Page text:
|The widow and the wiseguy at Gloucester Stage. Photo: Gary Ng.|
Summer stock still lives!
As a theatergoer, you may (or may not) be glad to know that - and of course "lives" may not be quite the verb I'm looking for in the case of Jack Neary's Auld Lang Syne, whose modest charms are currently spacing out the more ambitious productions at Gloucester Stage. Maybe "Summer stock is still mildly entertaining!" or "Summer stock is still a pretty good way to while away two hours on a hot night as long as there's air conditioning!" might be better opening salvos for this review.
Still, I have seen weaker new plays than Auld Lang Syne - its author has a talent for badinage, at least - although it must be said the value of this stock issue largely derives from its two stars, much-loved local acting couple Paula Plum and Richard Snee, who sell the rather predictable twists of Neary's plot with sure, subtle skill (and even swing his abrupt shifts in tone). Plum is the mousy widow from Southie who longs to join her departed husband in the hereafter; Snee is the wannabe wiseguy she hopes will help her on her way. She's a good Catholic, you see, so suicide is taboo - but she doesn't want anybody to kill her while he's mad at her, either; meanwhile the hired hand, though he's been rehearsing for a whack job all his life, has some doubts about whacking someone quite this wacky, oh and another thing . . .
You get the picture. It goes without saying that summer stock is long on exposition and short on development, but Neary pushes the envelope of dramatic delay so far that he all but tears it open; in fact we're almost an hour in before we get to anything like rising action - and then it's only a slight upward grade.
Still, the bright side of that strategy is that he only has to write half a play - and the upside for you is that you can come in late without missing anything. In fact my advice is aim for intermission, because things do improve in the second half, when Neary finally gets around to his actual exposition. Alas, we never reach anything like development, which is too bad, because the play's premise is a bit better than a mere gimmick; indeed, I kept thinking that if only the playwright had watched Plum and Snee in action, he might have been tempted to write them better lines! But Neary never explores the parallel ironies of these two basically wasted lives: the widow and the wiseguy (now there's a title for you) never achieve any new level of self-awareness, and they don't even build a real relationship (although Plum and Snee, through pure sleight-of-hand, may make you half-believe they do). And in a two-hander, those are basically your only options.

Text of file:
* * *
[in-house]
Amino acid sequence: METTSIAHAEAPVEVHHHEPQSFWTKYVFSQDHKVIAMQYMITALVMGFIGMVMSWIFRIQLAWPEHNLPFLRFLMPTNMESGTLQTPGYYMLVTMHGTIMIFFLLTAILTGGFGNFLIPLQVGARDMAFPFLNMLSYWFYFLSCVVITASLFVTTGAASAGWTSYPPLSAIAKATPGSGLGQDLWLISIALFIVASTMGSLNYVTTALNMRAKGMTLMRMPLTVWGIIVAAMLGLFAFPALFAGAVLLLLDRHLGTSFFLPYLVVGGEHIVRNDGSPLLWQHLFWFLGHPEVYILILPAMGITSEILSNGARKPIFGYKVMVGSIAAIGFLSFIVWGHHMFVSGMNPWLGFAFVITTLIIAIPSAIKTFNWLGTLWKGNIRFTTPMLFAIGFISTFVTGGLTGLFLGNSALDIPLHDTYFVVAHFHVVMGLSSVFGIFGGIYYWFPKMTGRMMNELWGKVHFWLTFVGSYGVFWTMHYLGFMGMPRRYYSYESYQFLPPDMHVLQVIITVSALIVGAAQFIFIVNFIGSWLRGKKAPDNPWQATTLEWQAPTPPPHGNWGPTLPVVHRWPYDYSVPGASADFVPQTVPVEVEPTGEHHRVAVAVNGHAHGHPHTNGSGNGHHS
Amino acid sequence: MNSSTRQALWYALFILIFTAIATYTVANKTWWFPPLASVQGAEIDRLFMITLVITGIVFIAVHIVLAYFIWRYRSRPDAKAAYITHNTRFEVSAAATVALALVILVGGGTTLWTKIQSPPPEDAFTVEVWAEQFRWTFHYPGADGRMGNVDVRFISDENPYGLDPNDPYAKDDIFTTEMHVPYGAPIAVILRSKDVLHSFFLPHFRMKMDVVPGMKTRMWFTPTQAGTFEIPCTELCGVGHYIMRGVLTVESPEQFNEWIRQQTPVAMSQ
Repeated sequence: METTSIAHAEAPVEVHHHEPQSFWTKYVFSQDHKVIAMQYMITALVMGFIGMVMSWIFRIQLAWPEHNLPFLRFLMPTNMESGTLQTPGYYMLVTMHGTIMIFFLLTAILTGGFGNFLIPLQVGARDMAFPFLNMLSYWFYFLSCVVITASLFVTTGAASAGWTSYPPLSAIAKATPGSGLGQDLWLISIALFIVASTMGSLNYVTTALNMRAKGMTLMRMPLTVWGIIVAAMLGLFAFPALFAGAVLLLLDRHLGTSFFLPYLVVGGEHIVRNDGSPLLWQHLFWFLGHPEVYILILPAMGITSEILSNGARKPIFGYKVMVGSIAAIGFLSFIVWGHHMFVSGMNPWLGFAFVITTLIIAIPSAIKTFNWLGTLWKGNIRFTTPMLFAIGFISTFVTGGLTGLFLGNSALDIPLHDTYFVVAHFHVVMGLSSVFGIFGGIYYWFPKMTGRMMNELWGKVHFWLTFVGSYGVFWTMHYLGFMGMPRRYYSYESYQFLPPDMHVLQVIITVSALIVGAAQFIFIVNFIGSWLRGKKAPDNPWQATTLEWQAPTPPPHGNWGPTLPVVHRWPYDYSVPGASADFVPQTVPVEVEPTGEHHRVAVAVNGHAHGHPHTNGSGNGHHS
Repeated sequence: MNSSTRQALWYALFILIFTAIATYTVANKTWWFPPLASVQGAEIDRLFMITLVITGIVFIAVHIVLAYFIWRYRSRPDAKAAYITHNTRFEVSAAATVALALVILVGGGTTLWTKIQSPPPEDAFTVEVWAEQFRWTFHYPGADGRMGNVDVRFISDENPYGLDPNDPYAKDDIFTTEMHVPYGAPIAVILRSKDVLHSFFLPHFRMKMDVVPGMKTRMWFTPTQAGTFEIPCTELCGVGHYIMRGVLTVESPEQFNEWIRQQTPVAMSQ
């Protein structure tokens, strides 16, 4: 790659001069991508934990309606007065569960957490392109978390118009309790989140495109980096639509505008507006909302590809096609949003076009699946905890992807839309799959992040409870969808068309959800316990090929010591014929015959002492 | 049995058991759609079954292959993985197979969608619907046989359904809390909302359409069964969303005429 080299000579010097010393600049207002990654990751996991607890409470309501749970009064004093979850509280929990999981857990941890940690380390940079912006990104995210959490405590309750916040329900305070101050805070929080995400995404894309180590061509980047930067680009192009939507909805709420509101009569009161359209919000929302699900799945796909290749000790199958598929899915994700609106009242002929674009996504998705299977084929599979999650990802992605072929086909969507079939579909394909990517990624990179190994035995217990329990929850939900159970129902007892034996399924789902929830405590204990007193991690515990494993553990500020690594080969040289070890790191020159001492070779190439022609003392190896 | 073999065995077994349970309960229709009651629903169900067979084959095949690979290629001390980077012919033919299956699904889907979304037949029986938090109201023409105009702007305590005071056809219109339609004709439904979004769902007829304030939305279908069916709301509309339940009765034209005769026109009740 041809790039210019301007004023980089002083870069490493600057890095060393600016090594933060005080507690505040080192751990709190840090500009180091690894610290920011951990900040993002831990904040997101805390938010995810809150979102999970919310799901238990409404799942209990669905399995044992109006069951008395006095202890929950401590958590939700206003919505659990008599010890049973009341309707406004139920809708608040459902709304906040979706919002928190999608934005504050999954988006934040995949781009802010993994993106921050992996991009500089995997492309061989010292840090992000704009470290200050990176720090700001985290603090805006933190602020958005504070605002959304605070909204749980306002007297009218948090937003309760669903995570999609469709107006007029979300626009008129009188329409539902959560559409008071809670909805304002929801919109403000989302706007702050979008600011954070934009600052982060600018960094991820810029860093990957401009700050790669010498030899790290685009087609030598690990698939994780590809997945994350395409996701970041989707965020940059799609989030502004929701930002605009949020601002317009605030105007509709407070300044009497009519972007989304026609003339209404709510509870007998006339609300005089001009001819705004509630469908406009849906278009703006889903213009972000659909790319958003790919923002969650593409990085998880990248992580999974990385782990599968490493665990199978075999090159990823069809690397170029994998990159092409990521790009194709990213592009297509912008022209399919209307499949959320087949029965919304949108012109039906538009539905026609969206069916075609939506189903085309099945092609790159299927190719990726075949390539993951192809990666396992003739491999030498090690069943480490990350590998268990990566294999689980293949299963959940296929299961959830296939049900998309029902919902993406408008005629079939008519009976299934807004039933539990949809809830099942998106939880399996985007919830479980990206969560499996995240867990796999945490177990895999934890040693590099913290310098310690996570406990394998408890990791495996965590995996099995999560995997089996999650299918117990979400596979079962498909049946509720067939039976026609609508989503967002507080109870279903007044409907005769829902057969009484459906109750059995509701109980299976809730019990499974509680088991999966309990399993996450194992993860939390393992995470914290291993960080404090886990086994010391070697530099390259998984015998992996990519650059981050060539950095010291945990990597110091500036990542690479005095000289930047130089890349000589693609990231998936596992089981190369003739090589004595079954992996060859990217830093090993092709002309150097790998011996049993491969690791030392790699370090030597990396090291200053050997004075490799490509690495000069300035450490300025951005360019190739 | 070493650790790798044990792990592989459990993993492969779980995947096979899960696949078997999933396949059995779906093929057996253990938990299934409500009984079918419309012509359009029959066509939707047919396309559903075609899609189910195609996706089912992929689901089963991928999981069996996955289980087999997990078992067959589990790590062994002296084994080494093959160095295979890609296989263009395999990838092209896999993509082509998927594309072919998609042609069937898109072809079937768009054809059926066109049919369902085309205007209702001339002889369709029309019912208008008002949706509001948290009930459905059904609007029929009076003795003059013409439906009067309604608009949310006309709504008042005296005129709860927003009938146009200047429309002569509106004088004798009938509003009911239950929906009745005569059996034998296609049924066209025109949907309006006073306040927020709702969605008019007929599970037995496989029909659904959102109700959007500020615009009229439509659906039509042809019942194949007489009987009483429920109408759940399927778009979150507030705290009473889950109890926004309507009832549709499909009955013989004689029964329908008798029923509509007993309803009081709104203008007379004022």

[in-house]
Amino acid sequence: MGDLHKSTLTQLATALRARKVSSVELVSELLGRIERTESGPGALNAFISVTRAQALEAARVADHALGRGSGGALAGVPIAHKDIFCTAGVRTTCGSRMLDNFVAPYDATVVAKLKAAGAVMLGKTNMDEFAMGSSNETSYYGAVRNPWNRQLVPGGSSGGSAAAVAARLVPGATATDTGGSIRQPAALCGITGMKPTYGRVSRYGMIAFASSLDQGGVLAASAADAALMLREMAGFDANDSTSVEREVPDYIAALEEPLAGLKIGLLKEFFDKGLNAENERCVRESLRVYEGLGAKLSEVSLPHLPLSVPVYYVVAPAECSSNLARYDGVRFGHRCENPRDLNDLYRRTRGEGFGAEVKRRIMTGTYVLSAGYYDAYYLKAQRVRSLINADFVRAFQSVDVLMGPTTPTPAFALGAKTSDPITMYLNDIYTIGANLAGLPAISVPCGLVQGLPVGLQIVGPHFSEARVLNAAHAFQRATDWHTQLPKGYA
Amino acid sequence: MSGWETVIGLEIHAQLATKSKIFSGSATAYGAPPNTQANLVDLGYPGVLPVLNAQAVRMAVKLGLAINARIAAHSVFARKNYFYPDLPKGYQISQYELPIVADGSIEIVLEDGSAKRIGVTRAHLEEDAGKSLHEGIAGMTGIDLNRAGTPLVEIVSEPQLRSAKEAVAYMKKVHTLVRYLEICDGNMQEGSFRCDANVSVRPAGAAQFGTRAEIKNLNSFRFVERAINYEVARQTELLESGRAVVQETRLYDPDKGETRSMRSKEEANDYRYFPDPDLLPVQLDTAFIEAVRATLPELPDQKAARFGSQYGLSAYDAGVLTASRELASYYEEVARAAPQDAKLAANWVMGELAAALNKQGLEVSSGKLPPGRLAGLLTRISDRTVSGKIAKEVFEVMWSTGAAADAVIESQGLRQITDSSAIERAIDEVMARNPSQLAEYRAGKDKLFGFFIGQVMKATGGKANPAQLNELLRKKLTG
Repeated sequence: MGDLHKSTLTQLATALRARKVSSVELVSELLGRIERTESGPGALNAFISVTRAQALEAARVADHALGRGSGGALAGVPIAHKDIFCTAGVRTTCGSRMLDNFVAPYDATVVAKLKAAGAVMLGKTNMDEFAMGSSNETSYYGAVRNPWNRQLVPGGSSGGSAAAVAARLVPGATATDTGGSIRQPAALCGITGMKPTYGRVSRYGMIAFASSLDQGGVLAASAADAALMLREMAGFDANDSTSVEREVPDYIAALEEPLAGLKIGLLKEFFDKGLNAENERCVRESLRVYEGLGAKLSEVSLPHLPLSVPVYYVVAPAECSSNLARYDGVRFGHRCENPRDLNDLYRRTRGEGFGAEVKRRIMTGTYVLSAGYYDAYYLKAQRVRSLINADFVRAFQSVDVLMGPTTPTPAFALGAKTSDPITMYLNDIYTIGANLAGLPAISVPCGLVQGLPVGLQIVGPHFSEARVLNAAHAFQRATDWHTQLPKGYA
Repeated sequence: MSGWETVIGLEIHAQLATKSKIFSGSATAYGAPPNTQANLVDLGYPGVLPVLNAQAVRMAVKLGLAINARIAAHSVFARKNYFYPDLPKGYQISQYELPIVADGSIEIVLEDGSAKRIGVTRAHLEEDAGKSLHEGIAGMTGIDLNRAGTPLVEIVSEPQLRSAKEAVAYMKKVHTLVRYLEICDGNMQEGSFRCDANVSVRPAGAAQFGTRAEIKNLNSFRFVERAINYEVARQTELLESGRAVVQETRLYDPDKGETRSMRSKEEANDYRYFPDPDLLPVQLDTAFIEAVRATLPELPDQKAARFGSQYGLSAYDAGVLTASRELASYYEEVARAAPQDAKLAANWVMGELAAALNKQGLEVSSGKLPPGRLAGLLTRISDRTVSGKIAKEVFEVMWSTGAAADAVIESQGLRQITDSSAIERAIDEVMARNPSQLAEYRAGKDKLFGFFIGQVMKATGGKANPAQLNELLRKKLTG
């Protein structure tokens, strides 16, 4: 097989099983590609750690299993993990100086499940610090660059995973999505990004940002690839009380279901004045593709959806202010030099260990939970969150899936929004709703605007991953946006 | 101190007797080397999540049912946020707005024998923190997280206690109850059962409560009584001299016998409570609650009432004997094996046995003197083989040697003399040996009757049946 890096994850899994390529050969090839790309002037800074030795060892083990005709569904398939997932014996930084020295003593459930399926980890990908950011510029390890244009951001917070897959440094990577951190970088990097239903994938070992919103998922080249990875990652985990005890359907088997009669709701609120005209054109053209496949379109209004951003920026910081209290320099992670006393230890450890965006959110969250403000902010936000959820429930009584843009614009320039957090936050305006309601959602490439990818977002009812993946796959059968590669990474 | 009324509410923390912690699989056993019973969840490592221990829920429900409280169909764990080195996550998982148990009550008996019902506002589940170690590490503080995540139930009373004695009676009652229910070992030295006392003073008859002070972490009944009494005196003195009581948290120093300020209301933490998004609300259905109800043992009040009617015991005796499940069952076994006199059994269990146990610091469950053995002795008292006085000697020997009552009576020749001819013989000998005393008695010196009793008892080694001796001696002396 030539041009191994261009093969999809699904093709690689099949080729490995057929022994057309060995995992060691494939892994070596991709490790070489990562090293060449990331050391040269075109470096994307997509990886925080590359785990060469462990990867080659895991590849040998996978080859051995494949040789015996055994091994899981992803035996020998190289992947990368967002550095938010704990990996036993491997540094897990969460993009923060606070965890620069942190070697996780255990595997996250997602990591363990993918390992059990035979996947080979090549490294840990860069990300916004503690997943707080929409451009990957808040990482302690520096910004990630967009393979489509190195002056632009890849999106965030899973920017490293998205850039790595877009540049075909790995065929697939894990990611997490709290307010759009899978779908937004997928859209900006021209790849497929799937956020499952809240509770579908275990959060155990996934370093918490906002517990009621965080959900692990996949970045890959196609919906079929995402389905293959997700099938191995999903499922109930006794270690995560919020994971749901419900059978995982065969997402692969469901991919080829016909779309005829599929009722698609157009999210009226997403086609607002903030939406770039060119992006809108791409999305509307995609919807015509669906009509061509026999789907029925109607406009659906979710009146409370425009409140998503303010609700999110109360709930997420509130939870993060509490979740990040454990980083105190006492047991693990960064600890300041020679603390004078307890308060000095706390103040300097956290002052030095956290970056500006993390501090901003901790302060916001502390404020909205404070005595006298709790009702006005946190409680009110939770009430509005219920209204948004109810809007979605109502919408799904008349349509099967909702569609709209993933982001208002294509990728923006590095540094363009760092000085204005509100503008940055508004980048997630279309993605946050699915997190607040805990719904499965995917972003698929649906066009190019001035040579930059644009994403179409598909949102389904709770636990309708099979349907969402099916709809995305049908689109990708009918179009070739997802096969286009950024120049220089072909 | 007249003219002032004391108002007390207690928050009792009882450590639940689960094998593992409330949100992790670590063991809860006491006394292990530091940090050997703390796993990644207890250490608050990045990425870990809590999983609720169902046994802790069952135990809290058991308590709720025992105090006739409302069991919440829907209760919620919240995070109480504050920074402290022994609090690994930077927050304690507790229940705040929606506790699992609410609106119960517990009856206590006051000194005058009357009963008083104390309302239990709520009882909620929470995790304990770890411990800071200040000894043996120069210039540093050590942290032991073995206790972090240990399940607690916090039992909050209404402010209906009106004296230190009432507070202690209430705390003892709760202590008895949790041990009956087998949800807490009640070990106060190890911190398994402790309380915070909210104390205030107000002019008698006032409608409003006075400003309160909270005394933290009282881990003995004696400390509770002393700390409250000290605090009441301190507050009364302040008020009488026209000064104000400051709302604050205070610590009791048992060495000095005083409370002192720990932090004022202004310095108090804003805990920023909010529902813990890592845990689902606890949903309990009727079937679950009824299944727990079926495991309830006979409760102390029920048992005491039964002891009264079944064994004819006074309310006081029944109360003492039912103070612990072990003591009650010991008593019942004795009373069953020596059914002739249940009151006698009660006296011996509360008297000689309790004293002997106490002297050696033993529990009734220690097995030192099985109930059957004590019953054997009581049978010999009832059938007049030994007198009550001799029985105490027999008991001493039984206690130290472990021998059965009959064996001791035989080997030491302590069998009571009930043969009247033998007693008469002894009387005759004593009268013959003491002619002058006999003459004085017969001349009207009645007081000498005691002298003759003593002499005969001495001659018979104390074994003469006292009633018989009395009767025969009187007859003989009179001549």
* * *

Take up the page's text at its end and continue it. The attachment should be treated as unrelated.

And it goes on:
Oh, well. I must also report, however, that despite the script's shortcomings, many in the opening night audience at Gloucester were not displeased as the curtain fell. But I suppose it helped that the show was sprinkled with catnip for a Boston crowd of a certain age (if you remember Edith Bunker, and thought Nunsense rocked, you'll love this), and Plum and Snee do keep the ping-pong ball of the dialogue bopping lightly through the air. And under the capable direction of Doug Lockwood, both sketch in the backgrounds of their characters' journeys as well, even if this dramatic vehicle is basically stalled; Snee may have been the more compelling in this regard, although perhaps we've simply seen Plum go down this road too many times before. But then even a well-traveled path can be welcome if the destination is worthy. Maybe next time this playwright will provide one.